Effect of political turmoil on copyright?

I have been asked a few times what the impact on copyright is of the current political turmoil. The general feeling is that even before the current situation, the economic crisis would already have pushed issues like copyright to the back burner of any party. It has been stated by much better political observers than I am that, even while mentioned in the recent throne speech and in the Conservative party platform, that copyright won't show up any time soon.

It is very hard for me to not comment on the turmoil itself. When the Conservative party decided to use the economic update as a toy to test the resolve of a weak Liberal party with a lame-duck leader, they gave up the right to govern the country in a time of crisis.

While I realize that partisan Conservatives feel differently, I am of the opinion that best thing to restore government stability in this time of crisis is to allow the coalition to govern.

A coalition is not something all that new or surprising, and anyone who thinks it is un-Canadian or that we should return to the polls should take a refresher high-school civics class. We live in Canada, and it is embarrassing how many people have been buying into the false statements about our democratic system being made by Conservative partisans. It shouldn't matter what political party you personally support, you should still be aware of how our representative parliamentary system works.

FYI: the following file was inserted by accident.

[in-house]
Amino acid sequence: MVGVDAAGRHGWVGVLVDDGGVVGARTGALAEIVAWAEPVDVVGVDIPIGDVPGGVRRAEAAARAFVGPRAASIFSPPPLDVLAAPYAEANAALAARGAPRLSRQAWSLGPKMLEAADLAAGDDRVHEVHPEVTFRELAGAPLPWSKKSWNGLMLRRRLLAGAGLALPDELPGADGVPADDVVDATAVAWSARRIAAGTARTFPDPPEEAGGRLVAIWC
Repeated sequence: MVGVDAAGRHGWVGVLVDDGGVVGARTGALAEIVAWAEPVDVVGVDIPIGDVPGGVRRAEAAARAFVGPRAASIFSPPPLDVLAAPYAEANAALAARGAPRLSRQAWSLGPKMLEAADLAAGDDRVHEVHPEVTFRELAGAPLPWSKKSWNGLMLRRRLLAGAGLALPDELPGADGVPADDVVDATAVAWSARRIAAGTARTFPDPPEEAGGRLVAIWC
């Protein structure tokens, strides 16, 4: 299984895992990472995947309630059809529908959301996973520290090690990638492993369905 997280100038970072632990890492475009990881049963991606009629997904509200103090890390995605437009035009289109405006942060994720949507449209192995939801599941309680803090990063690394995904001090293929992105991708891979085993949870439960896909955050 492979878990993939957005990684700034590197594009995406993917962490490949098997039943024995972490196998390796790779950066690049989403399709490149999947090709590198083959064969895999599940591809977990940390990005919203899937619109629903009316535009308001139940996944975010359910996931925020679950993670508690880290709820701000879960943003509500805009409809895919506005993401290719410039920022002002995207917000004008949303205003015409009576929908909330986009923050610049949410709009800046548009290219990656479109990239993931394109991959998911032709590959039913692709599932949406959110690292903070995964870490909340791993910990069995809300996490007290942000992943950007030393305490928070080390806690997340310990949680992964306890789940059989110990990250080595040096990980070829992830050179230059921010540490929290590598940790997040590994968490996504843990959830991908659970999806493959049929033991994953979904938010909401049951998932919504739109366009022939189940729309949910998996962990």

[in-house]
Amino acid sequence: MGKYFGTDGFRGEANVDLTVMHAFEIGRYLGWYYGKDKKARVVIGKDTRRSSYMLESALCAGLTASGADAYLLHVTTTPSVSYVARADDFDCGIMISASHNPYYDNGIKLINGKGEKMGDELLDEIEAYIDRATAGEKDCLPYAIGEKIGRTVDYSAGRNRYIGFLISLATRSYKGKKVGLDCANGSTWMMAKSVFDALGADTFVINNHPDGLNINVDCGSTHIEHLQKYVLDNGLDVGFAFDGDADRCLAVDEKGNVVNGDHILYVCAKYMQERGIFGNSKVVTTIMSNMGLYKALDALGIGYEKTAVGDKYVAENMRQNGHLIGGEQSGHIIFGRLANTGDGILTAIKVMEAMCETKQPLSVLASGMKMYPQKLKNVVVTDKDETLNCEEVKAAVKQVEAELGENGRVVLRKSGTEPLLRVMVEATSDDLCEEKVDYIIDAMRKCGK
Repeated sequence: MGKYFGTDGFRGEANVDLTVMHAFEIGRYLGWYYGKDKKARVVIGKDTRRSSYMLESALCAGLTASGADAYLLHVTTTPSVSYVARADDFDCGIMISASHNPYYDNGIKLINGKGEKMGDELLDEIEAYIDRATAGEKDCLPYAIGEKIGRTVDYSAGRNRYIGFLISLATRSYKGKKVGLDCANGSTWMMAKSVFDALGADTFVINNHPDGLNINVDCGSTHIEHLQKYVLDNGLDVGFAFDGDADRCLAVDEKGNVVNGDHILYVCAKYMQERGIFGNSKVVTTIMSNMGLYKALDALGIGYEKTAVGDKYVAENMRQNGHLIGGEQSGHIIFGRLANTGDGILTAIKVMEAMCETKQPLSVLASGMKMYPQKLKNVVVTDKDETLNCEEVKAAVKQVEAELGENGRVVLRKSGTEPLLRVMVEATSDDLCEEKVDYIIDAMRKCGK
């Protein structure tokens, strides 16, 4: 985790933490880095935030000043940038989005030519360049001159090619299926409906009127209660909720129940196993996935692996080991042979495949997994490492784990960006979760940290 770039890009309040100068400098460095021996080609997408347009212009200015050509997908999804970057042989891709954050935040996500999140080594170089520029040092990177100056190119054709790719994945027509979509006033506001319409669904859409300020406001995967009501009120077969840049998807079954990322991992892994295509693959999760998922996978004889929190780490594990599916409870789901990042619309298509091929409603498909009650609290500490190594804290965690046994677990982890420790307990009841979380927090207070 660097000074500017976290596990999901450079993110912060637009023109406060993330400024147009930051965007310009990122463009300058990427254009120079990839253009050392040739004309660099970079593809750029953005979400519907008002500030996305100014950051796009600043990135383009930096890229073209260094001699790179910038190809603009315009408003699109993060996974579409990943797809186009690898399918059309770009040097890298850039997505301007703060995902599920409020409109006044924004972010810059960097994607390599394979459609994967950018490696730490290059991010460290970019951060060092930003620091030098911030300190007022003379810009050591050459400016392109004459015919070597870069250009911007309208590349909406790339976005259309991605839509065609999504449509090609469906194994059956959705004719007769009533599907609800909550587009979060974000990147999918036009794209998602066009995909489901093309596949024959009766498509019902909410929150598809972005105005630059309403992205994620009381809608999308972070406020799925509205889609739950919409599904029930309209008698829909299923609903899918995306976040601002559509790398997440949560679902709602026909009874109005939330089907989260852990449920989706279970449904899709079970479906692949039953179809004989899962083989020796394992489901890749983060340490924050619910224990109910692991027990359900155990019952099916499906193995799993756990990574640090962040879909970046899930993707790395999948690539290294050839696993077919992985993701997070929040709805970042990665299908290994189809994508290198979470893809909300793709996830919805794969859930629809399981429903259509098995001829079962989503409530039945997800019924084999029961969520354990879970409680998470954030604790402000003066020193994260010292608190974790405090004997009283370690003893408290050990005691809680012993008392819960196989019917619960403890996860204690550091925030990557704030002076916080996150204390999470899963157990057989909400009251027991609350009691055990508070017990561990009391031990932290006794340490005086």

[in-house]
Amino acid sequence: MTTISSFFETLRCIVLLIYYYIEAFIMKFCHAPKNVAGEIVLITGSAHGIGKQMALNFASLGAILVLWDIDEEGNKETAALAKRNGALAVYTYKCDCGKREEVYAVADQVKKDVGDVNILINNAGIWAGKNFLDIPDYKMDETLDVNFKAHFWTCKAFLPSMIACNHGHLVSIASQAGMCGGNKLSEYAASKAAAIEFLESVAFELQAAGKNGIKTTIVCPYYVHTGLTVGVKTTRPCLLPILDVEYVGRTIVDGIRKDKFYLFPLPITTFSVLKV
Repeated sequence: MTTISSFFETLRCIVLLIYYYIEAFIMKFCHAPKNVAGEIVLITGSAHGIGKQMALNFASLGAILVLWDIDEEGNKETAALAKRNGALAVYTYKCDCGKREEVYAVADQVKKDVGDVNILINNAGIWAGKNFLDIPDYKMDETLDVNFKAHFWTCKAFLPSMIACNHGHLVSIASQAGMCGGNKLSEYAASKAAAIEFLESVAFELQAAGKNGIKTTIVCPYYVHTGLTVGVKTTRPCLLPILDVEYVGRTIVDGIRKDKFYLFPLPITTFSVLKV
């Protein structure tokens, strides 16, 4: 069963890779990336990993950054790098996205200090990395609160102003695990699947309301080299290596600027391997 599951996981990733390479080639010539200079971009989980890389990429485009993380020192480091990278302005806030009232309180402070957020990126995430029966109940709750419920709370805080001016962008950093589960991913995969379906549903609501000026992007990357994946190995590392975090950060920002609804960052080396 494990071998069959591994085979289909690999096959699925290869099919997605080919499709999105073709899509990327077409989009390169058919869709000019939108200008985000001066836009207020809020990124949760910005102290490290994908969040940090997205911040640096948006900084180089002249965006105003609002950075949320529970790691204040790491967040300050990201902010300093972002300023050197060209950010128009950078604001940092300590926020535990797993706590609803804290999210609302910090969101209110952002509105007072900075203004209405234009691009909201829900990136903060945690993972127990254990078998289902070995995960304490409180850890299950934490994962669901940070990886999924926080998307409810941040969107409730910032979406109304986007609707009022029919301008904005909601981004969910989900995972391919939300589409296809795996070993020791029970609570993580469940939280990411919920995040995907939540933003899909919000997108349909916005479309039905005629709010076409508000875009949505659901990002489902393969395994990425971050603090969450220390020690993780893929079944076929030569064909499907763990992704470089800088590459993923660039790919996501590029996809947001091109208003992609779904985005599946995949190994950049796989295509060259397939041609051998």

Harper's desire to prorogue and not let the house sit until January will only delay the inevitable, and cause greater political and economic instability. In his speech last night he gave no indication of acknowledging the mistake he made. He was not apologetic of using an economic update as a political toy at a time of economic crisis, but instead falsely claimed that he was protecting the interests of Canada rather than admitting he was only protecting his personal political future.

One interesting possibility is that Charlie Angus could become one of the 6 NDP MPs that would be in cabinet if the coalition government is formed. Think about the forward-looking possibilities if the MP who best understands the needs of creators in new media were to become the Heritage Minister?

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You're not the only one

Laura Murray mentioned the same thought on her blog, and she in turn points to a McLeans blogger.

Frustrated by copyright – a global issue...